April 10 2013

Trading Places: The Spanish Migration to Emerging Latin American Economies

Not since the “Conquistadores” have they been arriving in such numbers.

Though the current Spanish migration may be more out of necessity than the inquisitive expedition undertaken in the 1500’s, it may also be a sign of the strengthening dependence that Spain will have on Latin America, and potentially become a trend that may become more prevalent between 1st and 3rd world countries in the 21st century.

Through the latter part of the 20th Century and until the Global Financial Crisis, Spain saw a consistent influx of Latin American migrants that were looking for opportunities to reap the benefits from Spain’s constant economic growth. At the beginning of 2009, 2.5 million people of Latin American origin were Spaniards. The country’s penchant for dining and drinking, as well as their construction boom, were able to provide suitable industries for migrant employment, whilst their compatibility in regards to language assisted their integration.

A student protest in Spain. (Provided by theworld.org)

However, since the Global Financial Crisis, a “reverse migration” has transpired, consisting of Spaniards obtaining their visas to enter flourishing Latin American economies. The majority of Spanish migrants are young graduates who would have had only a 50/50 chance of finding employment in Spain once they completed their degree.

With employment opportunities in Europe bleak and the U.S.A in the midst of a slow recovering recession, the lure of Latin America provides the optimum opportunity for unemployed Spaniards. Furthermore, any monies that may be needed in saving for a move to Latin America are minimal, with the cost of living in the majority of Latin Countries being less than half that of Spain, and flights from Spain being as short as four hours.

As economic phenomenas punctuate the lives of Generation Y, new trends in migration are sure to be formed. Just how long this renaissance “Spanish Invasion” may sustain relies on the country’s ability to architect incentives for their youth, and whether Latin America’s volatile economic systems are able to harness their full potential.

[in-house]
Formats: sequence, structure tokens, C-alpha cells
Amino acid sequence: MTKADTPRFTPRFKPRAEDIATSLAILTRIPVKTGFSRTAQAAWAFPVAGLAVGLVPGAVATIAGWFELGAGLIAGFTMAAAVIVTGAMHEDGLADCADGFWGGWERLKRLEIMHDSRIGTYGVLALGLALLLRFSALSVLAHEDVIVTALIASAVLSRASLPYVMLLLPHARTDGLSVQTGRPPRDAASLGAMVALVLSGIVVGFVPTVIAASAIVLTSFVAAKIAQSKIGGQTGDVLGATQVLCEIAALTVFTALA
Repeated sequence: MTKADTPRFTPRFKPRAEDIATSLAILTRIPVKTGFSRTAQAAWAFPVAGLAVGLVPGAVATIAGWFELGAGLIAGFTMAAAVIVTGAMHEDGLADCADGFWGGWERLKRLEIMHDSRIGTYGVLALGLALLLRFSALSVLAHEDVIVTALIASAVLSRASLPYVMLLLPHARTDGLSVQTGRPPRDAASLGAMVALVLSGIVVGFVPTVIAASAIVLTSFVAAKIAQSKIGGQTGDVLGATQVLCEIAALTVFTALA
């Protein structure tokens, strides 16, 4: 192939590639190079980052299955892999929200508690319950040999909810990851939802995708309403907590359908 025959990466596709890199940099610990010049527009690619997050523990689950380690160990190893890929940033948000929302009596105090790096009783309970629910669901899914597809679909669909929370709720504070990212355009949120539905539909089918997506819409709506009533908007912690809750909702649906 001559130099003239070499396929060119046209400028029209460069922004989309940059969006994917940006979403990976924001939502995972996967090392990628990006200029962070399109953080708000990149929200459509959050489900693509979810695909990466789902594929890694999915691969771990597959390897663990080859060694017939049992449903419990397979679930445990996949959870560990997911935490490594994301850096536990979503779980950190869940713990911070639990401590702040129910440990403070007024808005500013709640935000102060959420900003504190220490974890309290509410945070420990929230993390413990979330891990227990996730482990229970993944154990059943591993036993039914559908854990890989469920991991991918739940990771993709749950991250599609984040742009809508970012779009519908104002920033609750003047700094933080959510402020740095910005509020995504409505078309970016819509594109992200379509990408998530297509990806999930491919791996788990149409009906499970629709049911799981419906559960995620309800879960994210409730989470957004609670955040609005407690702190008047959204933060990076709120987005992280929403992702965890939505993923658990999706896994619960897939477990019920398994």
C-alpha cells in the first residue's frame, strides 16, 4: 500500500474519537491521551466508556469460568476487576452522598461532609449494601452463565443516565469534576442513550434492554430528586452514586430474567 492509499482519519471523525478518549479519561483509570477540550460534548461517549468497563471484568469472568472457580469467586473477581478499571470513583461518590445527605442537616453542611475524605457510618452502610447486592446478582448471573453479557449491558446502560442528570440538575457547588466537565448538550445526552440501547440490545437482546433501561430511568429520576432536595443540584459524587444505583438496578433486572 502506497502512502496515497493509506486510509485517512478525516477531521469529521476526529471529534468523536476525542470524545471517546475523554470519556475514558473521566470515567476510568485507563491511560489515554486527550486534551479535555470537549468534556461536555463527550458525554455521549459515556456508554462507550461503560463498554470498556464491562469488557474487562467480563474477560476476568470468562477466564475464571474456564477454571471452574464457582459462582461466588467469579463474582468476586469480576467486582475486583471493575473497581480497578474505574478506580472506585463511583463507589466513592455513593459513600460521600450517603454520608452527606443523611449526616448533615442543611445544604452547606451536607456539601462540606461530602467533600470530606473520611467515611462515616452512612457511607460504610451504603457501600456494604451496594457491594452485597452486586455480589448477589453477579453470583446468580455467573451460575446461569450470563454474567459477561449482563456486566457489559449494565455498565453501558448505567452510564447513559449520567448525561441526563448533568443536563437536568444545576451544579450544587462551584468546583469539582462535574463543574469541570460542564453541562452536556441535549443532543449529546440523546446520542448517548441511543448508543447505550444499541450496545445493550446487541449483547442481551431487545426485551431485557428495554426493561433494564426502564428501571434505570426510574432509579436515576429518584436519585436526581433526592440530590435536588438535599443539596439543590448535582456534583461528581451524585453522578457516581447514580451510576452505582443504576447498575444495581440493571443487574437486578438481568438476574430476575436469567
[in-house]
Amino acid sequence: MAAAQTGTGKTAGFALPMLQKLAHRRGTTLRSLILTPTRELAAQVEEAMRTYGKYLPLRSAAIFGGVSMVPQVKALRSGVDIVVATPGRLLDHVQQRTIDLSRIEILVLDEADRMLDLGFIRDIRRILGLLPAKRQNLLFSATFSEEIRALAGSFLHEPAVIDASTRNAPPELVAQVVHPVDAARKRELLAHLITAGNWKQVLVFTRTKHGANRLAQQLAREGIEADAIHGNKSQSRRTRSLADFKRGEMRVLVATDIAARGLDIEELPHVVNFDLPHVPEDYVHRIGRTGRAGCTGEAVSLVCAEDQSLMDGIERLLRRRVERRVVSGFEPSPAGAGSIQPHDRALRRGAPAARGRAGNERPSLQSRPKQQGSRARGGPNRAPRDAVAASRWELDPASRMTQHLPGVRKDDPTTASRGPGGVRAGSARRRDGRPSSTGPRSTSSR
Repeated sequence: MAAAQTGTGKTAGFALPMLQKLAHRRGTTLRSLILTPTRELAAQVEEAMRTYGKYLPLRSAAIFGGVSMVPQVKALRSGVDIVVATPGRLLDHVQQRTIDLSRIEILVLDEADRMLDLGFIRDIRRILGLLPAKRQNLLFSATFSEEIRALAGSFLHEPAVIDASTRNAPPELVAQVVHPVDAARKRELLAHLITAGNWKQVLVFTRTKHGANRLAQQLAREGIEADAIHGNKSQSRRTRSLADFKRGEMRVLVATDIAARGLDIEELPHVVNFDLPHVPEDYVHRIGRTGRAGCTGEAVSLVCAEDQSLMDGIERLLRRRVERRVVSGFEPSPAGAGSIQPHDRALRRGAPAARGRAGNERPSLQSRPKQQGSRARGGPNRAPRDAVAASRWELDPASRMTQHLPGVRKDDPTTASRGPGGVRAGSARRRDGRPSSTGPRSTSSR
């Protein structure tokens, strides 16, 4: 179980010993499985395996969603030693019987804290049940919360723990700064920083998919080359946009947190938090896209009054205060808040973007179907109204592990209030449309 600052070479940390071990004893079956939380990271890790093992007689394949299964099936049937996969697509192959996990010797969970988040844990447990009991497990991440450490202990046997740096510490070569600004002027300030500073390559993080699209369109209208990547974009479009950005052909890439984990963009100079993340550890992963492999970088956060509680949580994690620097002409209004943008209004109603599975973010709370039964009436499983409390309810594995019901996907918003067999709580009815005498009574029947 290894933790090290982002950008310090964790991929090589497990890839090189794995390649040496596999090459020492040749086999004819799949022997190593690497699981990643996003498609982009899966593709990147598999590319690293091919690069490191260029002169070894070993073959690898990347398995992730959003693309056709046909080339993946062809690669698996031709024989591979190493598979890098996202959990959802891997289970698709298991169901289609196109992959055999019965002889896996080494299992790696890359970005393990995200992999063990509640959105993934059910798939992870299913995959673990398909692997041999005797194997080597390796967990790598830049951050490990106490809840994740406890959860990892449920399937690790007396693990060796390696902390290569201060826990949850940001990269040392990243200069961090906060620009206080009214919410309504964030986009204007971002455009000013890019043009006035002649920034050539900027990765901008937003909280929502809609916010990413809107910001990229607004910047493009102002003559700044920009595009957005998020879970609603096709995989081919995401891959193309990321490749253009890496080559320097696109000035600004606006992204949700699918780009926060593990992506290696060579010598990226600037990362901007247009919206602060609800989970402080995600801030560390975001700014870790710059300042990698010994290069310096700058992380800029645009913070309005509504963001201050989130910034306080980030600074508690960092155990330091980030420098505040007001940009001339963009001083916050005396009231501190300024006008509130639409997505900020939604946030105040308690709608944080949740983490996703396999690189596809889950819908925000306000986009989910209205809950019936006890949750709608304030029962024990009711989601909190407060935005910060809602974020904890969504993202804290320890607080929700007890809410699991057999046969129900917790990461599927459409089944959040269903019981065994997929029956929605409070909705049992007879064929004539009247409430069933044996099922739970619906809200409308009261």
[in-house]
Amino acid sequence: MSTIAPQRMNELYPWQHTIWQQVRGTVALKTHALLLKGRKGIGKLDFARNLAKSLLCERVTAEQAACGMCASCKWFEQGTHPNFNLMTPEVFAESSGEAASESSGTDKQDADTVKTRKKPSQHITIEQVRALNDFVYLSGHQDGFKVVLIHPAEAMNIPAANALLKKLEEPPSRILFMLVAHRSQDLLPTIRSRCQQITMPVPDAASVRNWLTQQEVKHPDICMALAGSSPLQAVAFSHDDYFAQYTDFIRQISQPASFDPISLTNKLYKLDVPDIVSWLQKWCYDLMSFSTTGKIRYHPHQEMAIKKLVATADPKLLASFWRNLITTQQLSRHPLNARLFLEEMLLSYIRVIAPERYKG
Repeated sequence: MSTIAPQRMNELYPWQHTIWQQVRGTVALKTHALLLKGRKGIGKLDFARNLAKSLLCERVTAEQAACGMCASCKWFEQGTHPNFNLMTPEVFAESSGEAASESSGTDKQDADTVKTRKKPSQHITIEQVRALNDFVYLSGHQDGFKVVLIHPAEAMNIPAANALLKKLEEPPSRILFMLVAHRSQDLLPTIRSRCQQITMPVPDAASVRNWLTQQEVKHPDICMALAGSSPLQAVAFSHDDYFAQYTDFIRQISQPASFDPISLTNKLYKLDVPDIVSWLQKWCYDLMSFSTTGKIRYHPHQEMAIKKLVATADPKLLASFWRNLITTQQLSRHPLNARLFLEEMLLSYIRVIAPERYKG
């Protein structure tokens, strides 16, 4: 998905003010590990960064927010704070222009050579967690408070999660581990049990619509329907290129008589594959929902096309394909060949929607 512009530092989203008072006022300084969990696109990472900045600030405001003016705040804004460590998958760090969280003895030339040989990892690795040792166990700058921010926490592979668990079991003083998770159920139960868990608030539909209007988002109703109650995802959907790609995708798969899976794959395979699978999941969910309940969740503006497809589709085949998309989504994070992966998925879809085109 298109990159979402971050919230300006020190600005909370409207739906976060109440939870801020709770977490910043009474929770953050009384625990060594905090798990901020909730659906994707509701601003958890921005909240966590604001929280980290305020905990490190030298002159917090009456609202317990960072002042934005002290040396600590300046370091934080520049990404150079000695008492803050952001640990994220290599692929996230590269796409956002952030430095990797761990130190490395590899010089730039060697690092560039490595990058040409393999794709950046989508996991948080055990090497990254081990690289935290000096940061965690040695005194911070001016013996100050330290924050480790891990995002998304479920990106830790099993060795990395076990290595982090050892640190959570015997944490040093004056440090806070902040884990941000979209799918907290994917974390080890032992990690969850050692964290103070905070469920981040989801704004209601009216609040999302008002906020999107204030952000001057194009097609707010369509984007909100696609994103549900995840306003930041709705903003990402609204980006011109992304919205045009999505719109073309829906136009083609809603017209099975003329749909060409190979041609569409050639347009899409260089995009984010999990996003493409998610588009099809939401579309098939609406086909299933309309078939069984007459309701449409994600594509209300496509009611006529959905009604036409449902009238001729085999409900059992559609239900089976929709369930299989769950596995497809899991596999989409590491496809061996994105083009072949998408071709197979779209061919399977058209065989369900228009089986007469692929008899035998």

Do you think that the “brain drain” from 1st World Countries to expanding 3rd World countries is a benefit for a growing country? Or is it simply depriving employment opportunities for locals?

Credits: Image and data linked to sources.

Steven Petsinis

Steven Petsinis is an Urban Planning graduate from Melbourne, Australia. He has been involved in Urban Research and Development projects in Medellin, Colombia and Saigon, Vietnam and is currently pursuing his masters in Melbourne, Australia. His main interests lie in land use and social planning, sustainability, as well as studies involving globalization and it's effect on third world communities. He has recently spent one year travelling throughout North and South America, as well as Europe, where he has gathered material and inspiration for his upcoming blogs for The Grid.

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This entry was posted on Wednesday, April 10th, 2013 at 9:18 am and is filed under Community/Economic Development, Government/Politics, Social/Demographics, Urban Development/Real Estate. You can follow any responses to this entry through the RSS 2.0 feed. You can leave a response, or trackback from your own site.

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One Response to “Trading Places: The Spanish Migration to Emerging Latin American Economies”

  1. Christie Says:

    Interesting thought… surely the impact of migration and increased population would support growth for locals too? Latin America is expansive, which countries are currently seen are being the preferred places for Spanish / European migrants? presumably the building industry are the first to flee?

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